Author: Max Allan Collins
Published: July 1, 2014
Publisher: Thomas & Mercer
Genre: Legal thrillers, crime drama, fiction
Source: a copy was provided by the publisher and TLC book tours in exchange for an honest and unbiased review.
A new standalone thriller from the creator of The Road to Perdition and the Nathan Heller series.
After taking a bullet for his commander-in-chief, Secret Service agent Joseph Reeder is a hero. But his outspoken criticism of the president he saved—who had stacked the Supreme Court with hard-right justices to overturn Roe v. Wade, amp up the Patriot Act, and shred the First Amendment—put Reeder at odds with the Service’s apolitical nature, making him an outcast.
FBI agent Patti Rogers finds herself paired with the unpopular former agent on a task force investigating the killing of Supreme Court Justice Henry Venter. Reeder—nicknamed “Peep” for his unparalleled skills at reading body language—makes a startling discovery while reviewing a security tape: the shooting was premeditated, not a botched robbery. Even more chilling, the controversial Venter may not be the only justice targeted for death…
Is a mastermind mounting an unprecedented judicial coup aimed at replacing ultra-conservative justices with a new liberal majority? To crack the conspiracy and save the lives of not just the justices but also Reeder’s own family, rising star Rogers and legendary investigator Reeder must push their skills—and themselves—to the limit.
I don't believe I've read Max Allan Collins previous to Supreme Justice but I have seen some of the movies made from some of his books and scripts such as: Saving Private Ryan and Air Force One. He has also written graphic novels including Road to Perdition from which a movie was made. So, obviously he's a very accomplished writer.
Supreme Justice is a stand alone novel featuring Joseph Reeder, a former Secret Service agent who took a bullet for a president he didn't like and later left to run a highly successful security firm. He ruffled a few fellow agents when he criticized the president for whom he took a bullet.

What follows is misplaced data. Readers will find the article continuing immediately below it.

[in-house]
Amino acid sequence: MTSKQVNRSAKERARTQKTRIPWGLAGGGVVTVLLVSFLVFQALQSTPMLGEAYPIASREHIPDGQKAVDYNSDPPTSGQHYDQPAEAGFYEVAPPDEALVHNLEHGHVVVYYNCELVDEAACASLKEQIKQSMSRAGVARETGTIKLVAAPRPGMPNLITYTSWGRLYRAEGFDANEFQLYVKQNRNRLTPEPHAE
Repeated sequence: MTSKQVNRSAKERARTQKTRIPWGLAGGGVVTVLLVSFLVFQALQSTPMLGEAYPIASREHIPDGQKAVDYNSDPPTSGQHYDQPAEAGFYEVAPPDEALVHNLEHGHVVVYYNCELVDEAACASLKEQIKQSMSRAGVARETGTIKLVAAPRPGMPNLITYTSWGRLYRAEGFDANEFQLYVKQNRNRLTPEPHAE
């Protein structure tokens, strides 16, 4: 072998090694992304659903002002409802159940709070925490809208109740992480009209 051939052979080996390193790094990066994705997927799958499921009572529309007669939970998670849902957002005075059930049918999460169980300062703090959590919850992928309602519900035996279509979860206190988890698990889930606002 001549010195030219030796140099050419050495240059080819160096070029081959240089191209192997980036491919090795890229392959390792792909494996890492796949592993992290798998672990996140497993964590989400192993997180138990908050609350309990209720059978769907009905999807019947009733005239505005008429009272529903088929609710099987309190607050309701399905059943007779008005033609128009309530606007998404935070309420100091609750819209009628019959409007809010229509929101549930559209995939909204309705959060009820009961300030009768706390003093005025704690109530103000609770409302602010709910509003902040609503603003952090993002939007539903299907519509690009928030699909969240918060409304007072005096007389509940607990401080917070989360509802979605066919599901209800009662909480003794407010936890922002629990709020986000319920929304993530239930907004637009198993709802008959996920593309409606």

When a supreme court judge is killed in an alleged robbery; Reeder's friend, a police detective, cajoles Reeder (aka Peeps) into looking at the footage of the robbery. Played frame by frame, Reeder sees what others didn't. This was an assassination made to look like a robbery. Because of his extensive training, including being able to read body language, and his intuition, Reeder is invited to act as an advisor with the service in relation to the shooting.
Shortly thereafter another judge is murdered in his yard and it is obvious he had been followed and his routine memorized. The more Reeder investigates and watches, the sooner he realizes there's a conspiracy at play and the leaders within the conspiracy are likely people he is now working with.
Supreme Justice is definitely driven by the plot rather than by the characters and it is a real page turner. In a book like this, I don't mind a lack of character development in the supporting cast. Reeder (Peeps) was well developed, his character believable and intriguing with an ability to read people and situations that is sometimes a gift and sometimes a curse. It makes it difficult to get close to someone just as I imagine being friends with a psychiatrist would be.
While aspects of the ending were predictable, there was still an element of mystery about who and how. As the climax drew near, my only complaint is that it seemed an abrupt ending. But I would be hasty to not realize the clues had been dropped all along the path. It really was cleverly designed, artfully composed and carried out by a cunning writer.
Overall, I really enjoyed my first Max Allan Collins novel. Highly recommended to readers of Lee Child, political thrillers, legal thrillers, mysteries and crime dramas. My favourite genres!
Meet the author:
Max Allan Collins has earned fifteen Private Eye Writers of America “Shamus” nominations, winning for his Nathan Heller novels, True Detective and Stolen Away, and receiving the PWA life achievement award, the Eye. His graphic novel, Road to Perdition, the basis for the Academy Award–winning film starring Tom Hanks, was followed by two novels, Road to Purgatory and Road to Paradise. His suspense series include Quarry, Nolan, Mallory, and Eliot Ness, and his numerous comics credits include the syndicated Dick Tracy and his own Ms. Tree. He has written and directed four feature films and two documentaries. His other produced screenplays include The Expert, an HBO World Premiere, and The Last Lullaby. His coffee-table book The History of Mystery received nominations for every major mystery award and Men’s Adventure Magazines won the Anthony. Collins lives in Muscatine, Iowa, with his wife, writer Barbara Collins. They have collaborated on seven novels and are currently writing the Trash ‘n’ Treasures mysteries.